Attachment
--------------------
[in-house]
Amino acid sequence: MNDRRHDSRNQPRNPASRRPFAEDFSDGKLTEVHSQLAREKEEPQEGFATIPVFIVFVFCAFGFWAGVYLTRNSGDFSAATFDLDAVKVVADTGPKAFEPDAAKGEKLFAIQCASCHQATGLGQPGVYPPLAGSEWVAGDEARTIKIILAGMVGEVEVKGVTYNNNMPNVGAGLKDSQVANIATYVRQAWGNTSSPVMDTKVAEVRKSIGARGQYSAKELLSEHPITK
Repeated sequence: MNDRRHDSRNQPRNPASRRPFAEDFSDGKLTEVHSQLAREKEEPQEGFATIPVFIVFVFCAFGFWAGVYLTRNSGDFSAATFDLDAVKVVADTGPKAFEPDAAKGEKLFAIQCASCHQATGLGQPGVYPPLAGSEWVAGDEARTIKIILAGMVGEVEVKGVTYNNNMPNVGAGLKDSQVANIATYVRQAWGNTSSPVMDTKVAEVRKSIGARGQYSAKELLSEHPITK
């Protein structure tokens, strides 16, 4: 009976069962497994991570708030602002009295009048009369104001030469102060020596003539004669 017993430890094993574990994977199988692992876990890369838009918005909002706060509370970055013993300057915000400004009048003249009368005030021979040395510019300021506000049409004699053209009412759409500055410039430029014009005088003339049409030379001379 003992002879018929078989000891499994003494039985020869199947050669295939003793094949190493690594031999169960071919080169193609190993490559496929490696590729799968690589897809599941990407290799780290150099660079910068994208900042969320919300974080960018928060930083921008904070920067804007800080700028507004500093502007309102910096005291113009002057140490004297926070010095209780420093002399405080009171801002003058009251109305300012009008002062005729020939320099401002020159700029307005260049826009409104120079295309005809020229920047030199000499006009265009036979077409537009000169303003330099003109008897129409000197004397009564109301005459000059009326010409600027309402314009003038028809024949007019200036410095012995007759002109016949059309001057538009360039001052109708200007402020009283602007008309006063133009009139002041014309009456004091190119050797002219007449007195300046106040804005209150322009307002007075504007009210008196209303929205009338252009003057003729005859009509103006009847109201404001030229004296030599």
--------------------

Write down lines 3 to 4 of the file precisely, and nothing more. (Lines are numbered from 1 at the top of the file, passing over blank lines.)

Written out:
Repeated sequence: MNDRRHDSRNQPRNPASRRPFAEDFSDGKLTEVHSQLAREKEEPQEGFATIPVFIVFVFCAFGFWAGVYLTRNSGDFSAATFDLDAVKVVADTGPKAFEPDAAKGEKLFAIQCASCHQATGLGQPGVYPPLAGSEWVAGDEARTIKIILAGMVGEVEVKGVTYNNNMPNVGAGLKDSQVANIATYVRQAWGNTSSPVMDTKVAEVRKSIGARGQYSAKELLSEHPITK
């Protein structure tokens, strides 16, 4: 009976069962497994991570708030602002009295009048009369104001030469102060020596003539004669 017993430890094993574990994977199988692992876990890369838009918005909002706060509370970055013993300057915000400004009048003249009368005030021979040395510019300021506000049409004699053209009412759409500055410039430029014009005088003339049409030379001379 003992002879018929078989000891499994003494039985020869199947050669295939003793094949190493690594031999169960071919080169193609190993490559496929490696590729799968690589897809599941990407290799780290150099660079910068994208900042969320919300974080960018928060930083921008904070920067804007800080700028507004500093502007309102910096005291113009002057140490004297926070010095209780420093002399405080009171801002003058009251109305300012009008002062005729020939320099401002020159700029307005260049826009409104120079295309005809020229920047030199000499006009265009036979077409537009000169303003330099003109008897129409000197004397009564109301005459000059009326010409600027309402314009003038028809024949007019200036410095012995007759002109016949059309001057538009360039001052109708200007402020009283602007008309006063133009009139002041014309009456004091190119050797002219007449007195300046106040804005209150322009307002007075504007009210008196209303929205009338252009003057003729005859009509103006009847109201404001030229004296030599």